It can start during perimenopause and continue you on all the way through menopause as well: we’re talking about problems with concentration. Although challenges with concentration and memory can be disturbing and even frightening, most women find that these mental functions return to premenopausal levels once they reach postmenopause. But how do you make it through the tough times? Let’s take a look.
What is concentration?
Concentration is the ability to focus or direct attention on a given object, situation, or event. The ability to concentrate is critical for so many things we do every day, even every minute. Whether you are reading a book, driving your car, walking down the street, talking with a friend, or landing an airplane, concentration plays a major role in how well we are able to perform.
Basically, concentration involves taking in information, processing the data, and then computing the thoughts or actions necessary to perform. When that process slows down, as it can during perimenopause and menopause, it’s easy to become frustrated and concerned. However, you can take actions to help you get through these situations.
How is concentration affected during menopause?
Problems with concentration and memory can be annoying as well as frightening. If you are in a high-stress job or are regularly called upon or expected to be “on your game,” as many of us are, then sometimes losing the ability to concentrate can make you anxious and stressed out.
According to neuroscientist and neuro-nutritionist Dr. Lisa Mosconi, estrogen is a “master regulator” because it directs your brain on how to burn sugar to produce energy. Because estrogen levels begin to decline during perimenopause, the brain doesn’t work as hard, so your energy levels begin to decline as well.
The result can be what is often referred to as “foggy brain.” That’s when you experience difficulty with concentration and short-term memory. You also may have difficulty with sleep and insomnia.
The North American Menopause Society also has a few words about concentration and menopause. It notes “There is no strong evidence that concentration or memory actually decline because of natural menopause. The reason is more likely that our mental processes change throughout life—especially as we age.”
How can I treat concentration problems naturally?
Women are so resourceful; they have developed a variety of ways to improve concentration and memory to help them through these trying times. Here are a few suggestions you might try.
Write it down. Take notes in a notebook you carry with you, write down people’s names, create to-do lists, use sticky notes on your dashboard and refrigerator, keep a diary, and send yourself text or email messages. All of these tips can help you with concentration and memory.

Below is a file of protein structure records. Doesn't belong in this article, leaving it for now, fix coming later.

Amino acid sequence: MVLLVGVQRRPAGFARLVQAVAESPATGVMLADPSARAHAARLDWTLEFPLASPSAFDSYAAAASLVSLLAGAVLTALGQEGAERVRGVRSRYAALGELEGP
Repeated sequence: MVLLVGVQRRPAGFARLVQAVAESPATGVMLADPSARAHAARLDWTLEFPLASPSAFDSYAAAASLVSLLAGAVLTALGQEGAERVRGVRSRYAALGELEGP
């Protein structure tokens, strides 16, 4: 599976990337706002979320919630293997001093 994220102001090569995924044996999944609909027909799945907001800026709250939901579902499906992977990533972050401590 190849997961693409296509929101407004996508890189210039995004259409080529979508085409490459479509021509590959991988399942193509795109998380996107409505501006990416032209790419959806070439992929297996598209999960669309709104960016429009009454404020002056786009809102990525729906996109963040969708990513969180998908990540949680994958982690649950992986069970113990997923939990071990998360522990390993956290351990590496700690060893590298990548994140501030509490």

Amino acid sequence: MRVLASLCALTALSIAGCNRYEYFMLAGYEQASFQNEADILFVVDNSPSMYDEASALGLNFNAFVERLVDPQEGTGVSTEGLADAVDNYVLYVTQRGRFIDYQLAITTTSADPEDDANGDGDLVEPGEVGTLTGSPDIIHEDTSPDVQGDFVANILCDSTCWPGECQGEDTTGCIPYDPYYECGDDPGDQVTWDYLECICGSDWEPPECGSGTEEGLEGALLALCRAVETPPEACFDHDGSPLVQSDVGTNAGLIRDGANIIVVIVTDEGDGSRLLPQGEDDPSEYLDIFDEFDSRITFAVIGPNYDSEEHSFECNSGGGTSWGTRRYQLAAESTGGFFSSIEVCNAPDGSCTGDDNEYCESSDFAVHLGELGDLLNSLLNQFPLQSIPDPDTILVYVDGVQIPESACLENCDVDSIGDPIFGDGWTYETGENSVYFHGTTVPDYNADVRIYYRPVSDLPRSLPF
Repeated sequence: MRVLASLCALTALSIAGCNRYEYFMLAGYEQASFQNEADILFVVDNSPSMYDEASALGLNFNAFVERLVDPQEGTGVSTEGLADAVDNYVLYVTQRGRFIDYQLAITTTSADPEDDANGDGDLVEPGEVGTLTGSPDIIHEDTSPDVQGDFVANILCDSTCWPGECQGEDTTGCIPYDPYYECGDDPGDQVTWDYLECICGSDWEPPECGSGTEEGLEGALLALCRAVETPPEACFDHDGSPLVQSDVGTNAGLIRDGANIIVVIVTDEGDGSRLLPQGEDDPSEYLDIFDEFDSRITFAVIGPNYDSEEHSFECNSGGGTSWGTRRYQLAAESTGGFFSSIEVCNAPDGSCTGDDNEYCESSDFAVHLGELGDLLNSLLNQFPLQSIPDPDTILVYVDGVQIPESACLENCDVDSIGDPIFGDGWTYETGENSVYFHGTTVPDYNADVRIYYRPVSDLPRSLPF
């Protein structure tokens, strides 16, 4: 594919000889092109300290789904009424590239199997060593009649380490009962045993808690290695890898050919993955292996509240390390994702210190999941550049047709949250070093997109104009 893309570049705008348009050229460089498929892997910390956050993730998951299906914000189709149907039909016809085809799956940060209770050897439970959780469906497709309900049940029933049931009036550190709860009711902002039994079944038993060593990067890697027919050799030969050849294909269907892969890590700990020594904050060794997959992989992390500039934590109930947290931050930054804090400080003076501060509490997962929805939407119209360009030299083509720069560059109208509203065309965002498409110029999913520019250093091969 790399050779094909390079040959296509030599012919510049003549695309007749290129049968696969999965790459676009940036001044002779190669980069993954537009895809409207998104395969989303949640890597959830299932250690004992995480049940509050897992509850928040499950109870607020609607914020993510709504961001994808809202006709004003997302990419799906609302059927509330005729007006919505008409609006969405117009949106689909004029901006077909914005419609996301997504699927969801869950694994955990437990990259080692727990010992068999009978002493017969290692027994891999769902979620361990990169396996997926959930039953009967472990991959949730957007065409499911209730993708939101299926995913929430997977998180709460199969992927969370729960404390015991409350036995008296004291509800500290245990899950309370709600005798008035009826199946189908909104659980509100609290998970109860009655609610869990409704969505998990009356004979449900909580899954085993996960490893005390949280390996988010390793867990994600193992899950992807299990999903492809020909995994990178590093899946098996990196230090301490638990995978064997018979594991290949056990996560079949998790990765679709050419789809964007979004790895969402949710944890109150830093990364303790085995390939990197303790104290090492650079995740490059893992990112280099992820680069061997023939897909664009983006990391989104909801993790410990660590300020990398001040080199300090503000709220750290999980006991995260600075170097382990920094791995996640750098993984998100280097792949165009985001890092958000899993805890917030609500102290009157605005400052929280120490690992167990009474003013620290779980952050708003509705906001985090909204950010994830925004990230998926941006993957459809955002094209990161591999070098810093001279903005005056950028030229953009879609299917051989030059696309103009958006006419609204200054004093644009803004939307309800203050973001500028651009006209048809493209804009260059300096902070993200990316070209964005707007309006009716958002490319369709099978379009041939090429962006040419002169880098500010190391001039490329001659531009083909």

Get more sleep. I know sleep disturbances and insomnia are often a problem during perimenopause and menopause, but it’s time to look at your retiring habits and see how you can improve them so you can fall asleep and stay asleep better.
Eat estrogens. Did you know you can boost your declining estrogen levels naturally, without hormone therapy? Certain foods have phytoestrogens naturally, including flaxseeds, chickpeas, sesame seeds, strawberries, oranges, dried fruits, yams, kale, lentils, peas, and turmeric. Include as many of these foods in your diet on a daily basis as possible.
Get rid of distractions: Perhaps the most distracting thing in our lives today is our electronic devices. You don’t need to know the latest news blast or what your friend had for lunch on a Facebook post or every social media announcement. Turn off your phone, computer, tablet, or TV when you need to get tasks done or you need to unwind. All of these devices can make concentration difficult.
Focus on details. Lack of focus is usually tied in with an inability to stay present. Rather than concentrate on making dinner or finishing a graphic art project at work, you let your mind go to an argument you had yesterday with your partner or making a list in your head of all the errands you have to run. However, learning how to stay present can make it easier for you to concentrate. Practice this: when you’re in a familiar situation, try to notice anything that’s new or the minute details. Have some new flowers bloomed? Are the shadows on the mountains different? This exercise can help you better concentrate on activities and situations in your life.
Listen to white noise: Use of white noise machines, especially when you are working your way through a challenging situation, can be very calming. White noise is neutral and may help improve concentration.
Do doodle. Doodling and daydreaming seem like not-so-good ideas for improving concentration, but the opposite appears to be true. Harvard research shows that doodling may help you take in more information and concentrate better.
When to call your doctor
If you occasionally lose your keys, forget people’s names, or lose your place while reading a document or a book, that’s normal. However, if these concentration challenges are accompanied by persistent confusion, sudden weakness, headaches, or trouble speaking or seeing, contact your doctor as soon as possible.
Concentration challenges are a normal part of perimenopause and menopause. However, you can take various steps to minimize the impact of this symptom of hormonal fluctuations and look forward to better concentration once menopause has passed.